Robert Harder has written about all of it and more. He has published five works of short fiction and five books of non-fiction, most of it about American frontier history and military aviation. His collection, A Minnesota Remembrance, is a detailed personalized history of north-central Minnesota.

His latest and most prestigious book, Flying from the Black Hole: The B-52 Navigator-Bombardiers of Vietnam, was published by the U.S. Naval Institute Press in 2009. The book tells the story of the heavy bombers and their aircrews during Vietnam, including a 1972 air battle over Hanoi. Harder served as a USAF officer and B-52 navigator-bombardier in Vietnam and the Strategic Air Command.

Harder gives UMD’s AFROTC Detachment 420 enormous credit for helping him get through college. “I skipped a grade so when I first attended UMD, I was only 16 years old and a pretty raw kid,” Harder said. “I made many lifelong friends in the corps of cadets, which is paying an unexpected dividend as time marches on.”

After returning from Vietnam, Harder became a commercial pilot and certified flight instructor. He worked at some of Minnesota’s great retail companies ­— Target and the old LaBelles chain. He and his wife, DeeDee, moved to Chicago in 1982, where Harder joined Montgomery Ward as a merchandise manager and later, vice-president. Retired from business, he is now a full-time writer.

Christine Collins ’76

Pain is complex. “It isn’t simply physical trauma that translates into pain. Emotion, memory, and stress are substantial factors as well,” said Christine Collins ’76, a director in Neuroscience Research at Abbott Labs. Collins’ work is part of decades of research on cytoskeleton proteins. These move and transport substances and sensory data through cell pathways, bumping from one to the next, through the nervous system to the brain. Instead of looking at drugs that dull the senses, Collins is leading a team of researchers in the quest for a novel therapy for chronic pain, interrupting the signals sent to and from the brain.

Her varied experiences in biochemistry and medicine provide her with the background to take on this sophisticated research. At Abbott Labs, she holds four patents for her work. She has done research on metabolic disease, diabetes, and obesity. Her virology group supported drug trials for treatment of the Hepatitis C virus infection. She came to Abbott from years of teaching and conducting research at Northwestern University Medical School. Before that, she completed a Ph.D. in Biochemistry from Michigan State University, where she met her husband, Russell Kohnken. They both did postdoctoral work at the Worcester Foundation for Experimental Biology in Shrewsbury, Mass.

Collins’ mother, Eleanor Collins, was a faculty member and chair of the UMD Department of Home Economics. Collins was inspired by a woman teaching “hard math,” her calculus teacher, Grace Peterson. Collins also worked for biochemist Paul Anderson and mathematician Joe Gallian. “My quest for answers began at UMD,” she said.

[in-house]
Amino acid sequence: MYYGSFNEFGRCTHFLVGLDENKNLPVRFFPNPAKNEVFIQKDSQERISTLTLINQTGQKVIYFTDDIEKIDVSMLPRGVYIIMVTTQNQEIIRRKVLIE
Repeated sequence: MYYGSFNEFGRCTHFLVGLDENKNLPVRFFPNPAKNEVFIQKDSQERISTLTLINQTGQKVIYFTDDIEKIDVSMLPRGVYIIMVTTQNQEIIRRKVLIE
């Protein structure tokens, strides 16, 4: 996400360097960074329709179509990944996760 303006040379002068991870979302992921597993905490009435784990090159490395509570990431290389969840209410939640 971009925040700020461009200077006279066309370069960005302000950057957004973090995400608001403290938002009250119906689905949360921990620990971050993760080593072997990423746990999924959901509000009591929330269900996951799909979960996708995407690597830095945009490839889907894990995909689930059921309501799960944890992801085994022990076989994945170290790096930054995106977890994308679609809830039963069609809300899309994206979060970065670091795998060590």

Jessa Carlstrom ’00

Jessa Carlstrom is the founder of Warrior Arts Studio, a nonprofit arts organization dedicated to honoring the stories and experiences of military veterans. While the program harnesses the energy of volunteers to lead writing exercises, pottery classes, and other creative sessions, it is the short play workshops that Carlstrom talks about most.

One Iraqi veteran brought Carlstrom his journals from two tours of duty. He wanted to write a novel. When Warrior Arts offered a five-week, page-to-play workshop, he opted in. Carlstrom brought in a volunteer playwright for the group and two men volunteered as the actors.

An Air Force veteran, Tim, wrote of his experiences during and after deployment. “A play was performed from the work for Tim’s friends, family, and strangers,” Carlstrom said. “One woman in the audience told Tim she felt physically ill watching the play. She wanted to leave the theater.” Tim grinned when he heard that reaction. “Through art, he was able to communicate his precise feelings,” Carlstrom said.

Warrior Arts isn’t therapy. Carlstrom is adamant about that. “We help veterans create real art: powerful, moving, emotionally-charged work.” Carlstrom, a 2000 theatre alumna, worked in two Chicago theater companies. “I met a lot of talented people here. I found a home and a family,” she said. Now, her dream is to bring Warrior Arts into a permanent home. Grant writing and fund-raising are on her agenda.

It is important to Carlstrom that the program continues to expand. “The smallest story can open doors. The act of sharing an experience has phenomenal power. I’ve seen people transformed through art.””

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Last modified on 03/05/12 09:36 AM